3. Weak Encryption Tools

End-to-end encryption of voice data packets is necessary to avoid interception at any point along the transmission path, which may include your network, your internet service provider, and all points in-between.

Voice encryption is slightly complex, and business needs can vary depending on a number of factors, including the sensitivity of transmitted voice data.

However, Cisco's core recommendations for basic encryption best practices include:

  • Balancing encryption with business-specific security needs to keep latency and costs as low as possible.
  • Ensuring your vendor enables SIP over TLS security via their switch fabric.
  • Using packet encryption protocols such as SRTP.
  • Encrypting mobile device calls using VPNs when HTTPs or SRTP is unavailable.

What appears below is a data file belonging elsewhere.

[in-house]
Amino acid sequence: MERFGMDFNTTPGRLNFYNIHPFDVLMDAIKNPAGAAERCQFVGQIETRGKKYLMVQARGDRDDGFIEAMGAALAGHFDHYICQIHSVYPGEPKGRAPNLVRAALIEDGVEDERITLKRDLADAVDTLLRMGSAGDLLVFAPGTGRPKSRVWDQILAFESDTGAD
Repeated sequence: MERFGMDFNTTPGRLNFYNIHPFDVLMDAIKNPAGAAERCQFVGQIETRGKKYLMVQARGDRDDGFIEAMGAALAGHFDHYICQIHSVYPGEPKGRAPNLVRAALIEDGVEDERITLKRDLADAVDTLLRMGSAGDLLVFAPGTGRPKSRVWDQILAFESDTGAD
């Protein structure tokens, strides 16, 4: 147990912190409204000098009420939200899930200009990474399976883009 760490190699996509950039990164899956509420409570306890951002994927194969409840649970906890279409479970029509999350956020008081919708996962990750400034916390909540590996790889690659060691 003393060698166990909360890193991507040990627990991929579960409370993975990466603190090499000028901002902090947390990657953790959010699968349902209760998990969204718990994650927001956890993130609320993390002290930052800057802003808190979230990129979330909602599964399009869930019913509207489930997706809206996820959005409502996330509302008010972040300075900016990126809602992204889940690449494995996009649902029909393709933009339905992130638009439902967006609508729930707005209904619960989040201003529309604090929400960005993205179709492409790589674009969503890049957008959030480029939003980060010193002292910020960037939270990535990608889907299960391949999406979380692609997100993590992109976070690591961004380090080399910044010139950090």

4. Using Public Internet Connectivity

Perhaps the single most common security error is implementing IP-based telephony without considering the risks of your internet vendor. Even exceptional network security and smart encryption practices cannot always compensate for public internet connectivity risks.

One of the fastest and most effective ways to increase information security is to reduce the "attack surface area."

When using a public internet vendor, your data will be transferred from your company's network and through many other locations before reaching it's final destination. After your voice traffic is transmitted to your public internet vendor's network, it's transferred across the wide-open public internet to your VoIP provider's internet service provider. From there, it's moved to your VoIP providers network. This can maximize the potential points of entry for cyber criminals with intent to intercept or interfere with your data.